Tsim Sha Tsui
Date of review: February 2, 2015 | Reviewed by:
Sagano has been operating in this location for years, and it has been retained despite the Hotel Nikko being transformed into New World Millenium hotel. It’s an understated Japanese restaurant that has seen better days, as the décor definitely feels as though it is from an earlier era. The windows look out towards the harbour, albeit to the more industrial side of eastern Hong Kong island. Simple wood dividers offer some privacy between tables, while also serve the purpose of shielding diners from the corridor, but makes it difficult to flag down the attention of staff. A quiet soundtrack plays gently, though the hard surfaces of the restaurant means that the voices of louder diners travels quite a fair bit.
At Sagano, you will find a wide range of Japanese classics, from sushi and sashimi to teppanyaki and tempura. The restaurant also proudly peddles its multi-course kaiseki sets, which take in the full spectrum of dishes available. The presentation is, as expected, wonderful, with details such as flower branches and leaves utilised to create points of interest among the many small dishes. The assorted sashimi is nicely presented but some of the fish is a little flavourless and on the colder side; the plump amaebi are among the better selections. Tempura arrives looking crisp and golden, but is a little on the greasier side. We’re much more satisfied with other dishes, such as a small portion of miso cod, and the vinegared crab legs with pickled cucumber. Sushi is neatly presented, the rice on the denser side but still enjoyable. For dessert, we’re impressed by the wobbly milk pudding and a serving of bittersweet matcha ice cream.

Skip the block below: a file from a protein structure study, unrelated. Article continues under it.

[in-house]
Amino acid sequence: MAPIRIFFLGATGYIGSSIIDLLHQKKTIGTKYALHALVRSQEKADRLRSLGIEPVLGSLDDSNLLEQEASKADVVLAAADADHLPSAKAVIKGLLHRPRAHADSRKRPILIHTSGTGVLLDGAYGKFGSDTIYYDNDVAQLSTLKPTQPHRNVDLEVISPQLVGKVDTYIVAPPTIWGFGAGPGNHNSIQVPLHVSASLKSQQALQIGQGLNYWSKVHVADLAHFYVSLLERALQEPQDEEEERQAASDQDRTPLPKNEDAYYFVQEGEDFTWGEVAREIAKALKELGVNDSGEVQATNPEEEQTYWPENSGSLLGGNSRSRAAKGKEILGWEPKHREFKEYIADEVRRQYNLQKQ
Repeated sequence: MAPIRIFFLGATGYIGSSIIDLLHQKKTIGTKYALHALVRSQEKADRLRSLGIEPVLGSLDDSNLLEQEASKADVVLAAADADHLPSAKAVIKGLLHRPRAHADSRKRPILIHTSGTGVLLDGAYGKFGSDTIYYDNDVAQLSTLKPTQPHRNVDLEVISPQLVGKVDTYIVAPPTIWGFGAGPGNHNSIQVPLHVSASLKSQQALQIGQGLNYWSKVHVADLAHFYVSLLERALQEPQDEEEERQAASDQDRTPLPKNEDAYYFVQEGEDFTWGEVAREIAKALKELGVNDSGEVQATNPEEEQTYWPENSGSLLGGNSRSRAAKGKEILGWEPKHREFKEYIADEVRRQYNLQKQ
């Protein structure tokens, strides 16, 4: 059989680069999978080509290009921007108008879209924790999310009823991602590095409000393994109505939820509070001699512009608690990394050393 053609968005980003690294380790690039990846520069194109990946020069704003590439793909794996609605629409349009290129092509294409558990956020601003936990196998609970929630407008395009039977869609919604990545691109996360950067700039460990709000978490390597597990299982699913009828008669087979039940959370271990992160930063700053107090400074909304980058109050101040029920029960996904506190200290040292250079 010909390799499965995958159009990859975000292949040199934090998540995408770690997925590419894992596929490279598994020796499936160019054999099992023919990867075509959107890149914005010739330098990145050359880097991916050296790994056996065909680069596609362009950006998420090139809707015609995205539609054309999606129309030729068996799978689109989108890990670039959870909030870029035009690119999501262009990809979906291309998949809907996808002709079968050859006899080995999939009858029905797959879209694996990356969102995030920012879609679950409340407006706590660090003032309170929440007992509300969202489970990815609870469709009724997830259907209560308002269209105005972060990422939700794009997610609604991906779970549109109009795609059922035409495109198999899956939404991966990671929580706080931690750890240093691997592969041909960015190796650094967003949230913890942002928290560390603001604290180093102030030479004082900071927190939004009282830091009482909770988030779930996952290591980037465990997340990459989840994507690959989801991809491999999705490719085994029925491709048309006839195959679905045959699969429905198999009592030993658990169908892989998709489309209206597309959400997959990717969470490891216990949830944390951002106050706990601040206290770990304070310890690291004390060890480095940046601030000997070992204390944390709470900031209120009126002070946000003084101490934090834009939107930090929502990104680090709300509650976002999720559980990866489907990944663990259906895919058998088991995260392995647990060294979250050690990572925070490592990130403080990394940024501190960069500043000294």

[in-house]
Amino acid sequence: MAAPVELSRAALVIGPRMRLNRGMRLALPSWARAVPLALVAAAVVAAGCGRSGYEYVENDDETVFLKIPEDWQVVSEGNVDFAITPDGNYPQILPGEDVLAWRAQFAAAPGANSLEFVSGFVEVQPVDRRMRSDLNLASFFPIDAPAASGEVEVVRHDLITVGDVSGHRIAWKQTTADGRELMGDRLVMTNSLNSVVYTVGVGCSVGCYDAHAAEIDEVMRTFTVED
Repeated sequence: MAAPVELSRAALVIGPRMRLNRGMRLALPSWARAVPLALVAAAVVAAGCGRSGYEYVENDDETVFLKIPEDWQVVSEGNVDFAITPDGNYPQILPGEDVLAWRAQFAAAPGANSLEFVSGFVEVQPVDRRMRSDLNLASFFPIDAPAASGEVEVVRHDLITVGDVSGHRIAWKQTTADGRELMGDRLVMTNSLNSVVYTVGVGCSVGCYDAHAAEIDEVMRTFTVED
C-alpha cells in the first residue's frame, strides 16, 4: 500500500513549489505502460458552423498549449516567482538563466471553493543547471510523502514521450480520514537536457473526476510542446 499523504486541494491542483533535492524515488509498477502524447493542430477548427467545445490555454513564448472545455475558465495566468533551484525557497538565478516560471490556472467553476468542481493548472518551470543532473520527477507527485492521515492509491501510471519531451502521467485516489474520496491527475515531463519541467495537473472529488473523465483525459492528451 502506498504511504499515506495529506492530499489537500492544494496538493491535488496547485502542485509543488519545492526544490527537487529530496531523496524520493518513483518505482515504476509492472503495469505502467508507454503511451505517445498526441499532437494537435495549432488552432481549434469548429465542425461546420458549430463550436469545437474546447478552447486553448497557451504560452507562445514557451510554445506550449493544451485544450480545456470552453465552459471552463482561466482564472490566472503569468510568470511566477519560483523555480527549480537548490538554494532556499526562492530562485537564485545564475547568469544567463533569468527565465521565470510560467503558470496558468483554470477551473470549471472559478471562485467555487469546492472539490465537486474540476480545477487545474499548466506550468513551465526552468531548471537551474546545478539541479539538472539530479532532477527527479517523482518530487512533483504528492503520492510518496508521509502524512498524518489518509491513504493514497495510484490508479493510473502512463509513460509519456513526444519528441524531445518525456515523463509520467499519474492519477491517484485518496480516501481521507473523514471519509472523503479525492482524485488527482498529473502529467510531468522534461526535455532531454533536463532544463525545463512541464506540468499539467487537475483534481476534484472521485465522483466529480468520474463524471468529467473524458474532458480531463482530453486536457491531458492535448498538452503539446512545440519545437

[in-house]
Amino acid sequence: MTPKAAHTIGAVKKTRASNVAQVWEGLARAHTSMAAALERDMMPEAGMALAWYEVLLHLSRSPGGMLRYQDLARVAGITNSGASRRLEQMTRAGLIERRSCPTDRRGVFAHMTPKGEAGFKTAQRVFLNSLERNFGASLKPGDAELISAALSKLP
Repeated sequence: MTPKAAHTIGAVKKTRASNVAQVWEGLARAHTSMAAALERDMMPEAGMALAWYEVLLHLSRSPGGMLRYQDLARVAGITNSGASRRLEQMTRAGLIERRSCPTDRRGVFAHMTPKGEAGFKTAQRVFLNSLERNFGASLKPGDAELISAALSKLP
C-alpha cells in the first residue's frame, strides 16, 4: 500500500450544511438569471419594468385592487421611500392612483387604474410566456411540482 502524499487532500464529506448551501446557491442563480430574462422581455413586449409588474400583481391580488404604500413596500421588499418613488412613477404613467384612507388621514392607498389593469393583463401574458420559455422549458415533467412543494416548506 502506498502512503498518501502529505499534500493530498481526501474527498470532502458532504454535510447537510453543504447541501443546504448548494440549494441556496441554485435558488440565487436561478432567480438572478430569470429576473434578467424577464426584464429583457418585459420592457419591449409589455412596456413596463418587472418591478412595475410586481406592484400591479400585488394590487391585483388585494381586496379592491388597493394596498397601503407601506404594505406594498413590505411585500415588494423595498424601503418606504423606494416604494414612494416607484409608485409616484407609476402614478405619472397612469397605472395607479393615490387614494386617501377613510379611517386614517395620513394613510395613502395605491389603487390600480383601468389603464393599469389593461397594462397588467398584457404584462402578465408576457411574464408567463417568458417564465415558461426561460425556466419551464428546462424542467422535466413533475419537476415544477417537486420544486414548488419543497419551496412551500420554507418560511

There is a solid presentation of sakes in various sizes, including a sparkling sake and umeshu available by the glass. Most but not all of the sakes have tasting notes. Other than that, the wine list is quite general with a few options from most countries.
Service could be improved here, as it was difficult to get the attention of staff upon arrival and also during the course of the meal. The layout of the room is partly to blame, but we think that quality hotel service means making regular rounds to ensure diners have everything they need, in spite of design shortcomings.
A dinner set meal for two with sake and service will come to around HK$2,800 – more if you go for the wagyu beef sets – which we thought was surprisingly expensive for the quality of the food and the location.